Is an unpopular U.S. policy strengthening Islamist militants?(3 of 3) -
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Munizae Jahangir is a documentary filmmaker and the country correspondent for India’s NDTV (New Delhi TV) in Pakistan. She has produced and directed a number of films including, Search for Freedom and Baloch Battlefield.
"America is seen as arrogant. America is seen as a country that has bombed Pakistan without any consideration for the locals. America is seen as somebody who’s supporting President Musharraf, who’s becoming more and more unpopular in Pakistan."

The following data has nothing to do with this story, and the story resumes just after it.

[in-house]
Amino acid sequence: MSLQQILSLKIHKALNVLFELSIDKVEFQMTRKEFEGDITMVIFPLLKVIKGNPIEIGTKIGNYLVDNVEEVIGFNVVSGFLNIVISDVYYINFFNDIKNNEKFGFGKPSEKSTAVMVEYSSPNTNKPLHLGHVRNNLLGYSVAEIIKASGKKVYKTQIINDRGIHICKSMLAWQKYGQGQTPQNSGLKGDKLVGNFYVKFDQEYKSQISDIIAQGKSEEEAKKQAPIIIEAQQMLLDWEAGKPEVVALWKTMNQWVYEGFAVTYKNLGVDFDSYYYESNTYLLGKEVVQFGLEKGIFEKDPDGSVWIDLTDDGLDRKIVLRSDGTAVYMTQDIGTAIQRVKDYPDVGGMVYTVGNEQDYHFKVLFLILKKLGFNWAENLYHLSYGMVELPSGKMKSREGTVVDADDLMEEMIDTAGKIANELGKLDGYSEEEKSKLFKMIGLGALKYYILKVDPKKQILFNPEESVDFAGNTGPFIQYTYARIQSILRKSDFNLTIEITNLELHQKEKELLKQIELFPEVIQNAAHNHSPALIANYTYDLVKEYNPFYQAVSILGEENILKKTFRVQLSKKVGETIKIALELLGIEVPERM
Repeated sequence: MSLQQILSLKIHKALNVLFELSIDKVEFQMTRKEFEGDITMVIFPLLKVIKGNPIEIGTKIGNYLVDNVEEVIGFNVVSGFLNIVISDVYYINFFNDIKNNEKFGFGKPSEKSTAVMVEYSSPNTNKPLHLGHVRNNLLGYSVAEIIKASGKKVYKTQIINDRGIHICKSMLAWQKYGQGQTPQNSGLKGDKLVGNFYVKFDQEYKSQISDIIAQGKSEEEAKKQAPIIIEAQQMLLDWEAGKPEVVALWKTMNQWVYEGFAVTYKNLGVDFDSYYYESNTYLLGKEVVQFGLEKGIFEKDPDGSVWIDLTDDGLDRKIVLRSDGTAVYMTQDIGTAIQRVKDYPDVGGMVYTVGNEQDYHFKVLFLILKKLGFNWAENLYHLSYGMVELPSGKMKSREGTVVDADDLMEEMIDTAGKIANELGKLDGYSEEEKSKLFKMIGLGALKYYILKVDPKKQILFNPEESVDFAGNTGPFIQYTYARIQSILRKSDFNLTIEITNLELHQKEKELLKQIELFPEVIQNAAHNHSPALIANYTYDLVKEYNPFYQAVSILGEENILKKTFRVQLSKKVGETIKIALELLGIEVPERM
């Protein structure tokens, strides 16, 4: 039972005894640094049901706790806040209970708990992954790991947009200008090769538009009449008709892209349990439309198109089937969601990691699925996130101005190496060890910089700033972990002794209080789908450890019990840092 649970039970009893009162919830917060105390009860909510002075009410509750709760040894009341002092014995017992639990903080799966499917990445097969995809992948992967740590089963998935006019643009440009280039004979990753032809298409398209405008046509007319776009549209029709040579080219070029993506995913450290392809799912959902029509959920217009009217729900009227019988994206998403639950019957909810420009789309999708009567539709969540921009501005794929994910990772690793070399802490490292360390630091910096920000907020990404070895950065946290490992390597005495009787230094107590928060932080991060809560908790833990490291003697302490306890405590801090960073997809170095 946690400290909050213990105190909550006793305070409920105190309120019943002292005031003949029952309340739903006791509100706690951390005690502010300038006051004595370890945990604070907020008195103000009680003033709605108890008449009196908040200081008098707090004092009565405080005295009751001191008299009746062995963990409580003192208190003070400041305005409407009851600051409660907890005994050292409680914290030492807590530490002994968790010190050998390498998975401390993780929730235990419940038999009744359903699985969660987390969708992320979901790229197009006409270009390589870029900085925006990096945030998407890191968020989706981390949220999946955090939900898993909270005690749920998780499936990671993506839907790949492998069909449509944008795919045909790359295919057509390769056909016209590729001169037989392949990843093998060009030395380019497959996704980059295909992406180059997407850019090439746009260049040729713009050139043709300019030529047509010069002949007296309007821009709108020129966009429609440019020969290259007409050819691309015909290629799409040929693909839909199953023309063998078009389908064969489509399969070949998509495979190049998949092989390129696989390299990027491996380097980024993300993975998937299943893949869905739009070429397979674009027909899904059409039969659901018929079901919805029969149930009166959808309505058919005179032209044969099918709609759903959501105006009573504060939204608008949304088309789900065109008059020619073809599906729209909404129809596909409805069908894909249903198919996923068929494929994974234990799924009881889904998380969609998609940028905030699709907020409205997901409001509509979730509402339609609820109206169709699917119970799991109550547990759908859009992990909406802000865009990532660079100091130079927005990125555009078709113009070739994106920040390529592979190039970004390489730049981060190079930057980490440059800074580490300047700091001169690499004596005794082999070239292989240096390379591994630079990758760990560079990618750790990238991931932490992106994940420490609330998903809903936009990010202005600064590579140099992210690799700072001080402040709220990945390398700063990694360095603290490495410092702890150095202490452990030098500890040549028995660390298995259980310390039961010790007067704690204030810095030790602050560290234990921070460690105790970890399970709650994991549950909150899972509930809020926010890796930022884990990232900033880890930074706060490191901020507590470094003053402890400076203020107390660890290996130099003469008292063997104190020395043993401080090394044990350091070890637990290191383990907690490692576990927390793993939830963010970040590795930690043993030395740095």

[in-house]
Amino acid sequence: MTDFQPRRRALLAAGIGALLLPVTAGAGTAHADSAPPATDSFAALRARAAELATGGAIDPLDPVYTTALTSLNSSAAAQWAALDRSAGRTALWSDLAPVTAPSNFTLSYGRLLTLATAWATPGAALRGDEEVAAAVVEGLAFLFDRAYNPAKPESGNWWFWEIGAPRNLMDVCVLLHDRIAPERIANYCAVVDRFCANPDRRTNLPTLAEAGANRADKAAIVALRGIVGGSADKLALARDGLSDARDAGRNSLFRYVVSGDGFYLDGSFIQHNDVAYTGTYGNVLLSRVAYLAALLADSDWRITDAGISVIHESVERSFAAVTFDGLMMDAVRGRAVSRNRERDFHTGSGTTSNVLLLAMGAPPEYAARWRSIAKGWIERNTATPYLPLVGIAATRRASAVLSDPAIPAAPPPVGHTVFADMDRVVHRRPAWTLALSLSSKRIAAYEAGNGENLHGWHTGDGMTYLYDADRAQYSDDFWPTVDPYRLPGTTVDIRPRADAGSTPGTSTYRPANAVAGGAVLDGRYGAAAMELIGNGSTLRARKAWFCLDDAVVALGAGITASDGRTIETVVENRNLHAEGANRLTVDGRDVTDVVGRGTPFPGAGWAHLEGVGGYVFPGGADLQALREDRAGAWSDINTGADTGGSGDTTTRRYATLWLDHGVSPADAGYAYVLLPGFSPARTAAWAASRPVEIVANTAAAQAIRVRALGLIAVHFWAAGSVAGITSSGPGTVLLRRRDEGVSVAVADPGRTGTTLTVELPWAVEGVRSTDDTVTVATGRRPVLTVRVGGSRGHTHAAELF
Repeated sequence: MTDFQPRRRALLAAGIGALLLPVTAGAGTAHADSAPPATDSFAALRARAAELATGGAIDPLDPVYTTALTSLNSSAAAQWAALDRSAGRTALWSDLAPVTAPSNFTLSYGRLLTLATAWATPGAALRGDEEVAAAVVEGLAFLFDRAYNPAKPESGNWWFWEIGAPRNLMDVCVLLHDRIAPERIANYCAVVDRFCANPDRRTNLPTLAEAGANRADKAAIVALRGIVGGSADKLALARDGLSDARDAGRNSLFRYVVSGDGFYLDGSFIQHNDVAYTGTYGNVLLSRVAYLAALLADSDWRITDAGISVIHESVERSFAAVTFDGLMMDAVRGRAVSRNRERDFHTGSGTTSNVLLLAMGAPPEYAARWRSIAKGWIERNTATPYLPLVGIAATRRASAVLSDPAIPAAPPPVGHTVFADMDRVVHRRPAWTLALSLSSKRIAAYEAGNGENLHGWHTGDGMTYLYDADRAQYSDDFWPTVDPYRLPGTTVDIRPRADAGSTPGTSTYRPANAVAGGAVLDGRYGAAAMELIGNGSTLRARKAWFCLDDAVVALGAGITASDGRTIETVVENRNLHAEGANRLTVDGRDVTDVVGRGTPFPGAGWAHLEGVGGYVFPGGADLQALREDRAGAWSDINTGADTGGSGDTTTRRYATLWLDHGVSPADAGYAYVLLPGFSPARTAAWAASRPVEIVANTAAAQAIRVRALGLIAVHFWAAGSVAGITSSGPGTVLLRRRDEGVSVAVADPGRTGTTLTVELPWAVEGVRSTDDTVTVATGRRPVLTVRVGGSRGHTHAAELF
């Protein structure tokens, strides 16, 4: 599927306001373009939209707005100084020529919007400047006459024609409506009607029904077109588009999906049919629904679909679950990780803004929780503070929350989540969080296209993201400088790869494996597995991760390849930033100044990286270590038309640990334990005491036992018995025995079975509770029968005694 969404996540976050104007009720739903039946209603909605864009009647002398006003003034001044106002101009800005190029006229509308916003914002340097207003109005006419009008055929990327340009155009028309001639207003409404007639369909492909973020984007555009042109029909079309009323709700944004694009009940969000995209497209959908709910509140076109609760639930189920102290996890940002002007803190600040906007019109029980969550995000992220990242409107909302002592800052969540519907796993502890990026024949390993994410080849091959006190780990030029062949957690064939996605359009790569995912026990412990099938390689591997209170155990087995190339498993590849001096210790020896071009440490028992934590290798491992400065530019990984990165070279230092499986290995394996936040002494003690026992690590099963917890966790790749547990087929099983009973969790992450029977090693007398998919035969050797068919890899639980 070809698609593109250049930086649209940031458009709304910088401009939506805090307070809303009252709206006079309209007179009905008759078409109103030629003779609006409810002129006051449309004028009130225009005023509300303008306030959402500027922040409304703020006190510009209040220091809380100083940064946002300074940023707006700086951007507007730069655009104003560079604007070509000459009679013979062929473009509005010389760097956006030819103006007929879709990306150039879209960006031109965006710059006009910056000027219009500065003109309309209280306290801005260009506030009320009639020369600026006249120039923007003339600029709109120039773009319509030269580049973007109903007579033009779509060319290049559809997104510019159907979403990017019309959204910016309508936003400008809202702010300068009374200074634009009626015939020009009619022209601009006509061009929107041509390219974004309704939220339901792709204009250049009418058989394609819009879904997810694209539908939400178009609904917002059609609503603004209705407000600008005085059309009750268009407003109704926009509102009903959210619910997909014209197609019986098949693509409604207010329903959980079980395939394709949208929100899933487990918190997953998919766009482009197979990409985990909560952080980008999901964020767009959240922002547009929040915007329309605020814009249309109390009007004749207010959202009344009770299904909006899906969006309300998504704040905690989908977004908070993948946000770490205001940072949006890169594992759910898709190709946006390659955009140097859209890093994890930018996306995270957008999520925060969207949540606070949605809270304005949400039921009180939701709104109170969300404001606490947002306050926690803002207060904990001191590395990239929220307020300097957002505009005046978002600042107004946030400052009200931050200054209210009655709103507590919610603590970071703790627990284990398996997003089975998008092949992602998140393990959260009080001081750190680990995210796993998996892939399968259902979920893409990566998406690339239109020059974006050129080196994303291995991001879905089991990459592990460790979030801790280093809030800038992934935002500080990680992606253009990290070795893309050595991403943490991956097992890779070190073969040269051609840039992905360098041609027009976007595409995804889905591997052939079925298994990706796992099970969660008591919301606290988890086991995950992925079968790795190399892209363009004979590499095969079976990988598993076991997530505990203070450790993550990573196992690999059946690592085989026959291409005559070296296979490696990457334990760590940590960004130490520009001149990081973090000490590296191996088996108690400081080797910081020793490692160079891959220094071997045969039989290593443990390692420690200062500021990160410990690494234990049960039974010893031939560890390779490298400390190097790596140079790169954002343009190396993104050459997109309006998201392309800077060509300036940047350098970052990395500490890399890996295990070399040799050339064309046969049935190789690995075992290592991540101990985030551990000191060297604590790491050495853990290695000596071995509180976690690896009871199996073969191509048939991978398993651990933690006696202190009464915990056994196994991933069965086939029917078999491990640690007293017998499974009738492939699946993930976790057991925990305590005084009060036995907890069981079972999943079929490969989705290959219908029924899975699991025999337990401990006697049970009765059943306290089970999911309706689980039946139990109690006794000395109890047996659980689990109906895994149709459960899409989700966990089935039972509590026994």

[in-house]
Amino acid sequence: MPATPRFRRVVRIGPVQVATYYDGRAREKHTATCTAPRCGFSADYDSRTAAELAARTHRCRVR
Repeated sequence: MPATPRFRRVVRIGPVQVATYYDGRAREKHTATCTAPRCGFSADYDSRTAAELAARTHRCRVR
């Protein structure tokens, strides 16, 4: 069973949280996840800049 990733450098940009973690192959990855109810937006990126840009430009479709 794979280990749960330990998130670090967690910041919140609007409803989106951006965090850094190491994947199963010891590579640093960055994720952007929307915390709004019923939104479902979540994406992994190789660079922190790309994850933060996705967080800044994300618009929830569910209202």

PAUL JAY, SENIOR EDITOR: How vulnerable is Musharraf perceived to be, if at all, in terms of carrying on? How serious a crisis is it for Musharraf?MUNIZAE JAHANGIR (JOURNALIST): I think it is the most serious crisis that Musharraf has faced in the last eight years. Certainly, when the Baloch insurgency started to take shape and there were a lot of anti-Musharraf, anti-army riots in Balochistan, that was also being quoted as one of the biggest challenges that President Musharraf has faced. But this is by far the worst challenge that Musharraf has ever faced, simply because we have seen not just opposition party workers but also lawyers, civil society people, come out on the streets and for the first time challenge the authority of the army. That has never happened in Pakistan. People have either loved the army or hated the army or defended the army, but nobody has ever challenged the authority of the army. Very harsh words, harsh slogans are being used, and the army's rule in power has been questioned. In fact, former army chiefs have also come out in these rallies and said that we, as army members or army people, do not support the army's role in politics. I think that dictators in our country have always toed the line of America, not the line of the Islamists. The Islamists have just been a means to get to power, to hold on to power. Zia-ul-Haq was toeing the line of the Americans. He supported the Taliban. Musharraf is toeing the line of the Americans. He has enlightened moderation on the plate. That's what he has to offer. I do not think that any army general in Pakistan will come to power without the help of the Americans. Anything can happen in Pakistan. But having said that, the army's interest is not to align or become all- fundamentalist and wage a holy war. The army's interest is to protect its economic interests. The army at this time is extremely powerful economically. They have economic interests in almost all industries in Pakistan. They're very rich. So their interest right now is to protect their economic interest and not to have another adventure. I think that would be fair to say.JAY: Is there a way to imagine within today's circumstances, within the foreseeable future, a real shift in Pakistan's power structure, so that you could see the anti-American section of Islamists gain control of the state?JAHANGIR: See, at the moment, there is a lot of anti-American sentiment in Pakistan, not-- like there is in the rest of the world, because America's seen as arrogant. America is seen as a country that has bombed Pakistan without any consideration for the locals. America is seen as somebody who's supporting Musharraf, who is becoming more and more unpopular in Pakistan. So America is seen as a state that is a bully, really. Now, whether that anti-American sentiment translates into a movement, which is inspired enough to go and take control of nuclear weapons, I'm not so sure. But what concerns a lot of people in Pakistan, lot of political thinkers in Pakistan, is that there is a very delicate balance right now that the army is walking on; they're walking a very tight rope when it comes to their relationship with the Taliban. We have seen the Taliban take on its own form, its own nature. We have seen them attack federal ministers. How far can they go? How far will the army let them go? And will there come a time when the army is looking the other way and they go and take control of whatever they can? That is a danger that the rest of the world and Pakistan has to live with, which is why a lot of critics believe that there has to be a rollback of the army, and there have to be proper institutions in place, which keep a check and balance on extremist forces within Pakistan.JAY: Thank you very much.DISCLAIMER:Please note that TRNN transcripts are typed from a recording of the program; The Real News Network cannot guarantee their complete accuracy.
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